Friday, March 20, 2015

Building a Portable Backdrop

This new 3' x 6' portable backdrop will provide improved viewing and photo opportunities on the layout, especially for scenes where no permanent backdrop is possible.


Eventually, the TMMC will be surrounded on three sides by a painted backdrop that will extend the illusion of Thunder Mesa country far beyond the actual boundaries of the layout. Unfortunately, even then, there will still be some viewing angles where no permanent backdrop is possible due to the layout sharing space with my studio and workshop. My solution was to create a portable, "roll-away" backdrop that can moved into position for operations or photos, and then shoved back into the layout aisle when not in use. Here's how it went together.

The portable backdrop is basically a 3' x 6' sheet of 1/8" thick Masonite on an easel-like frame of 1x2s. Angled braces provide strength and stability, and swiveling castors screwed to the 36" long 1x3 feet make it easy to roll around the layout. The lumber is primed MDF trim board and it's held together with 1 1/4" drywall screws. Loctite Powergrab construcion adhesive was applied to the frame uprights and the Masonite panel clamped in place  to dry overnight.

One of four swiveling castors that make it easy to move the backdrop. The three foot length of the feet is just right for fitting down the layout aisles. One of these days I'll get around to painting the frame flat black.

For the base sky color, I chose Behr "Bliss Blue" interior flat latex paint. It provides a nice contrast with my red rock scenery and I will use it for all of the backdrop painting on the layout. The paint was applied with a roller, taking care to get the surface as smooth as possible.

I painted the clouds using artists acrylics, primarily Titanium White and Paynes Grey. The paint was applied with a semi-stiff filbert brush in a dabbing motion to create the cloud shapes. In some areas, I scrubbed most of the paint off of the brush and used a swirling motion to dry-brush transparent wisps of cloud. The Paynes Grey was used sparingly, just a few drops mixed with white to create shadows and contours.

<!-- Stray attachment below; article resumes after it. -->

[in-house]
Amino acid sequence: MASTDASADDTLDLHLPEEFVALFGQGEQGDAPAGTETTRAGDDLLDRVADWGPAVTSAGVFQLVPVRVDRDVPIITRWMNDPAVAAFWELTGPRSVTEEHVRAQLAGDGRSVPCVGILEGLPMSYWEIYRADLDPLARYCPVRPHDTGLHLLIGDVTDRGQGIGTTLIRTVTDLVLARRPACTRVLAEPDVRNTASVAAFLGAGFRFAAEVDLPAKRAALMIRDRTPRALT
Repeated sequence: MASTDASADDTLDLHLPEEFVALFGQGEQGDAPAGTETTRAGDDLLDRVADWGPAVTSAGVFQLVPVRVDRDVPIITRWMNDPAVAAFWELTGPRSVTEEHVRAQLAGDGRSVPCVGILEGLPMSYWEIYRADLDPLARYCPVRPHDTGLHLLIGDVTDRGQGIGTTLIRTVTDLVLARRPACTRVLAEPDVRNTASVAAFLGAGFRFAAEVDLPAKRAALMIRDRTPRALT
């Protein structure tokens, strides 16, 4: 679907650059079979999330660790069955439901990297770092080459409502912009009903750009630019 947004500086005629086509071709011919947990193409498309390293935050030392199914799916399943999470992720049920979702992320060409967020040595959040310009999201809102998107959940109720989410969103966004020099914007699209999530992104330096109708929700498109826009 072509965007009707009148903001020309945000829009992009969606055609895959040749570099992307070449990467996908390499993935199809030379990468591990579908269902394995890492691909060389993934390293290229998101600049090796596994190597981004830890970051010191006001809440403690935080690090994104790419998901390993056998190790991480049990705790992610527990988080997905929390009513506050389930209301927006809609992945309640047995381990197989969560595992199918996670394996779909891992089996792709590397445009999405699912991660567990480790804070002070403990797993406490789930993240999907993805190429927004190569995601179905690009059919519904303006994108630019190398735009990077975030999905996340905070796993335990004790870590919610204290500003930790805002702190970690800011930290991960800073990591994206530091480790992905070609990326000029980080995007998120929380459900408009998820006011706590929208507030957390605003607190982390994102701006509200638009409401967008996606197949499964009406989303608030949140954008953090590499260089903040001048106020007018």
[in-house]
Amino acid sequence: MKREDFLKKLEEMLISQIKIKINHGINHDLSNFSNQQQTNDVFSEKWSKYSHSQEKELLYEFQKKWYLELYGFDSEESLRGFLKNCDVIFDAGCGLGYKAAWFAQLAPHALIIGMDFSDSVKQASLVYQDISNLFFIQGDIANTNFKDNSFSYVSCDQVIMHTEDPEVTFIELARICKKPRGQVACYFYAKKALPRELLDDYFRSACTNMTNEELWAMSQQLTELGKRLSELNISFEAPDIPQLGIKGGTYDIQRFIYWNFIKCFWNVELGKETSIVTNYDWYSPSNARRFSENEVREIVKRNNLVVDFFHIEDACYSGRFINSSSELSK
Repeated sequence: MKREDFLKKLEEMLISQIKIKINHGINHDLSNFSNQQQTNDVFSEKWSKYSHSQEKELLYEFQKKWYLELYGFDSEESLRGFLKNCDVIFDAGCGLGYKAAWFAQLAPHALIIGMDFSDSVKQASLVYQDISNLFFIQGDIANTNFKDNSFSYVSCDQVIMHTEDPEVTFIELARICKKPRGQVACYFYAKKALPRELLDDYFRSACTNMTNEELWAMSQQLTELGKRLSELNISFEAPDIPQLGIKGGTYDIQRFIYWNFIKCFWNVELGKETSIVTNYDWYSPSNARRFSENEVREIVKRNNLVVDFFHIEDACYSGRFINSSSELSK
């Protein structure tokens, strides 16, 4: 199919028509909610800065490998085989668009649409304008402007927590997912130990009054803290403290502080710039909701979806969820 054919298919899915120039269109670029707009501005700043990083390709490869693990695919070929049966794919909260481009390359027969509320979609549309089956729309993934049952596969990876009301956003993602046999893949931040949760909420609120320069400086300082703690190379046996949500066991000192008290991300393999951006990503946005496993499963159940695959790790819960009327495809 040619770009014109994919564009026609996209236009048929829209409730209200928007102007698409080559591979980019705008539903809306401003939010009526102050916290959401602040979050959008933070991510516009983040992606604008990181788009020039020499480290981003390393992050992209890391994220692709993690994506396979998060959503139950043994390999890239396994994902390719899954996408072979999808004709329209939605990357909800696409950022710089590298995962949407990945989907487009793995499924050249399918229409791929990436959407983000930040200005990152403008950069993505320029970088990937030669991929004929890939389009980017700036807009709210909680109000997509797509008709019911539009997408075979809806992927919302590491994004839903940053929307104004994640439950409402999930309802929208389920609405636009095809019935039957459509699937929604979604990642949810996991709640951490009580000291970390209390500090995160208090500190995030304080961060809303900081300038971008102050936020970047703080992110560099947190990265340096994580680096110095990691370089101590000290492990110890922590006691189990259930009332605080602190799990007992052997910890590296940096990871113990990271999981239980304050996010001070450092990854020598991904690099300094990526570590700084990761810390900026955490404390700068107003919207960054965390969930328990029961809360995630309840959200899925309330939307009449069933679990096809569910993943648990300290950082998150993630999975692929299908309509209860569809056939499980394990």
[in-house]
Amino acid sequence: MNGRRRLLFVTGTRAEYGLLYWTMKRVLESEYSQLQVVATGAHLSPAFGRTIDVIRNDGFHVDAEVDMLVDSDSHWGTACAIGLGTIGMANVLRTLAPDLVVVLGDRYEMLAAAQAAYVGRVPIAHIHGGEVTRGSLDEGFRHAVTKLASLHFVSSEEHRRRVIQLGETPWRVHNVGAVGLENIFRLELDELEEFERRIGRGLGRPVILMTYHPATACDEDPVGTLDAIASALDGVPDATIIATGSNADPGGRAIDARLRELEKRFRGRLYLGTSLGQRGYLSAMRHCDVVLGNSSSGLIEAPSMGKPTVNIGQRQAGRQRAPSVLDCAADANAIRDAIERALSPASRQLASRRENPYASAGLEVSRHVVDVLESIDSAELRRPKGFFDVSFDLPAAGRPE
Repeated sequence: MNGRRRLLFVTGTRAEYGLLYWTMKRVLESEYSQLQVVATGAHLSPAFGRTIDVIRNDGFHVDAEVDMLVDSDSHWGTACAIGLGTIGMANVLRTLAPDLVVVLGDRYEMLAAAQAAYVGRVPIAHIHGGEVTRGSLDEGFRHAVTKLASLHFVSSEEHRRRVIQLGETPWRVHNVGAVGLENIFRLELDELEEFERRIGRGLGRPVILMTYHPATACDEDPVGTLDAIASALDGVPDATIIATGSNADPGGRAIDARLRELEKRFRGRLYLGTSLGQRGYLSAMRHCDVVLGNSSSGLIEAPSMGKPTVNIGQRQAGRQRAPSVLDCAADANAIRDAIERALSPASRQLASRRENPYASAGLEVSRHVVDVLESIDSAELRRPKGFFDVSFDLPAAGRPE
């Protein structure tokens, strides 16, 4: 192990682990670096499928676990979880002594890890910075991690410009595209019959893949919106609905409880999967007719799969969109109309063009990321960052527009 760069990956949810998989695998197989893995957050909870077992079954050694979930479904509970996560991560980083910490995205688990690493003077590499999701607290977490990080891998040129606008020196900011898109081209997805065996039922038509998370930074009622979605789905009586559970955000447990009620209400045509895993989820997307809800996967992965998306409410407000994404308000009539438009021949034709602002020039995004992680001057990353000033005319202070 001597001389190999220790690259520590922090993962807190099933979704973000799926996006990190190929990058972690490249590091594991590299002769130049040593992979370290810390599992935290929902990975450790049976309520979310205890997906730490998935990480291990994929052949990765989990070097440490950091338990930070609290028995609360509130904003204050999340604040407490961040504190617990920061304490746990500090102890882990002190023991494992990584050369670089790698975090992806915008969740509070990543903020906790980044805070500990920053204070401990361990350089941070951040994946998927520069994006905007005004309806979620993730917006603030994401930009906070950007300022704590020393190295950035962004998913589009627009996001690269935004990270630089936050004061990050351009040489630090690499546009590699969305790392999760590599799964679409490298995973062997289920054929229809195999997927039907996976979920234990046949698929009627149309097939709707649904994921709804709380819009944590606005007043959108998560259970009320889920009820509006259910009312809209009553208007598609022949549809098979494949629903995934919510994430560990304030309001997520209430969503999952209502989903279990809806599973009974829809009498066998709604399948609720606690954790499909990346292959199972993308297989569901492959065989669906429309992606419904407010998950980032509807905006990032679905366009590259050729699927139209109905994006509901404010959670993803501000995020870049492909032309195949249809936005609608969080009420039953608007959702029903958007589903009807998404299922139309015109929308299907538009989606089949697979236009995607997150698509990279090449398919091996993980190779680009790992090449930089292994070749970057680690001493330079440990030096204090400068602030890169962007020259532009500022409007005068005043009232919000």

With clouds painted, I went back and sketched in the basic landforms of a canyon country scene. I admit the scene is entirely invented and I was going for something like a cross between Grand Canyon, Moab, and Sedona. I paid special attention to where the horizon line would be and just how much of the painted scenery would be visible from different angles on the layout. In all, the canyon scene only covers about the bottom 8 inches of the backdrop.

Next, I blocked in the canyons and mesas with acrylics. It's a really good idea to mix up some large quantities of your basic colors in air tight containers ahead of time. My basic colors where a medium raw sienna shade for the rocks, a darker shadow color, and a medium and darker blue-green for the mesa tops. I used the same basic colors that I use for painting rock scenery on the layout, but added some of the blue sky color to grey them down a bit and to give the illusion of distance. The further away an object was, the more of the sky color that was mixed in. This is a simple way to create the illusion of distance and to keep the colors in harmony.

And here is the completed backdrop after a couple days of painting. My goal was to match the character of Thunder Mesa's scenery as close as possible without going overboard on the detail. 

With the portable backdrop finished, now it's time to have some fun. With the backdrop moved into position to block my workbench, here's a view of Ambush Rock that was never possible before (at least not without Photoshop).

Wheeled around to the other end of the layout, here it is backing up the depot scene.

Here you can really see the difference a backdrop makes! The bottom image is from almost the exact same angle but the cluttered studio in the background completely destroys the illusion.


Creating the portable backdrop was a fun project and a good "dry run" for the much bigger project of building a permanent backdrop around three walls of the studio. In the meantime, it will provide that much needed sense of place in the world of Thunder Mesa. Thanks for checking in, amigos. Adios for now!

Number 6 steams toward McKennon Arch with a short freight in tow. The new portable backdrop adds a great sense of depth and distance to this scene.

Related Posts Plugin for WordPress, Blogger...